I strongly believe that it takes a mature and independent individual to make such moves, as I've seen horrified faces of my new co-workers when I told them I've never been to their city before and did not know anyone when I moved.

For some, just a thought of living their comfort zone seemed terrifying.

P.S. I have to add that I did a thorough research prior to move EVERY time, and city-data site & forum were always very helpful
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Old 05-02-2014, 10:17 AM
 
Location: Arkansas
118 posts, read 350,578 times
Reputation: 129
Nobody on this forum can make that decision for you, or give the right advice for you. You have to evaluate your own situation and make your own choice, keeping in mind the valuable advice previously given here of having an exit plan after a year of renting if you decide you don't like it there.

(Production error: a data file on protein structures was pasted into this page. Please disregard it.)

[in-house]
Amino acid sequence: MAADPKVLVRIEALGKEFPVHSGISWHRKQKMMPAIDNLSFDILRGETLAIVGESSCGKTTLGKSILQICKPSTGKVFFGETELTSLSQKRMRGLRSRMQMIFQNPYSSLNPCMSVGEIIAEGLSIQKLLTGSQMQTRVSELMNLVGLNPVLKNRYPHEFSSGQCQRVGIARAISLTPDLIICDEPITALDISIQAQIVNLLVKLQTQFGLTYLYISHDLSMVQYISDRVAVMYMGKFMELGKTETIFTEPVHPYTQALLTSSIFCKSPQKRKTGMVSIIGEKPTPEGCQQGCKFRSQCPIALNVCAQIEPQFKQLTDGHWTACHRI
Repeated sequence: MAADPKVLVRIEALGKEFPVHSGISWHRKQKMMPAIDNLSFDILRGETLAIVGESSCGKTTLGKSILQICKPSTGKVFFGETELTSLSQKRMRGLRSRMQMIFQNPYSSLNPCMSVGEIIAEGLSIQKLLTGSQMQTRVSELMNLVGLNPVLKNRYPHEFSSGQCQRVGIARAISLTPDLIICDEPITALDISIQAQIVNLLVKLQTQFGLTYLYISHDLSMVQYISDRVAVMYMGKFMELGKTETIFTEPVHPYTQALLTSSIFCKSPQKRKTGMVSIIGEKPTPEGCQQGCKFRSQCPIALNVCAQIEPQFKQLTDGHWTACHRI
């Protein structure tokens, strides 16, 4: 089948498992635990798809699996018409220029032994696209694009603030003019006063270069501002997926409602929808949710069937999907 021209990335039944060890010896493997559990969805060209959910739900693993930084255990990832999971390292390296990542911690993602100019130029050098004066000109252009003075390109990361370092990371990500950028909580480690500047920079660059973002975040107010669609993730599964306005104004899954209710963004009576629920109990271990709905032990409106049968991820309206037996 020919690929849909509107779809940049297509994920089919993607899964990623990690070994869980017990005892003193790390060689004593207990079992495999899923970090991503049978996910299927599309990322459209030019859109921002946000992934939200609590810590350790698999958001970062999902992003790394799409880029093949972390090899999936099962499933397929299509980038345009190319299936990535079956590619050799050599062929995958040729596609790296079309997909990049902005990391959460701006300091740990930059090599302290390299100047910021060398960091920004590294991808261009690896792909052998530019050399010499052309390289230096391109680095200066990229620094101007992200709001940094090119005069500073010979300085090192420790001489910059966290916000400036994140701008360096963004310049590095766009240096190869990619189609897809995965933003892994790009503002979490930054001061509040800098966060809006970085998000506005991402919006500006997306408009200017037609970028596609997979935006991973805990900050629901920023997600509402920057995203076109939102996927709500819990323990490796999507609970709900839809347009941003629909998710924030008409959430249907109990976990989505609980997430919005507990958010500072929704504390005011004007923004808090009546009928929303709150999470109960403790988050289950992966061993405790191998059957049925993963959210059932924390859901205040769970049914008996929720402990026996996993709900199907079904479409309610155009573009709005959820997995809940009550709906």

No, it's not the best idea - bottom line.

We're going through the same thing right now, moving a thousand miles away to a place we've never been. We're doing all our research, asking questions of local people on this site, and considering everything carefully. We do not have the time or money to go for even a weekend, so we're going to "man up" and just go out there. One has a job, one will get a job when we arrive. We have found a rental situation with a 3-month lease and option to renew after that. That's the worst difficulty we've found - finding a **decent** place to live that fits our needs - and doing this all from out of state and over the phone. Many places that sound perfect on line are not in a good area of town for us.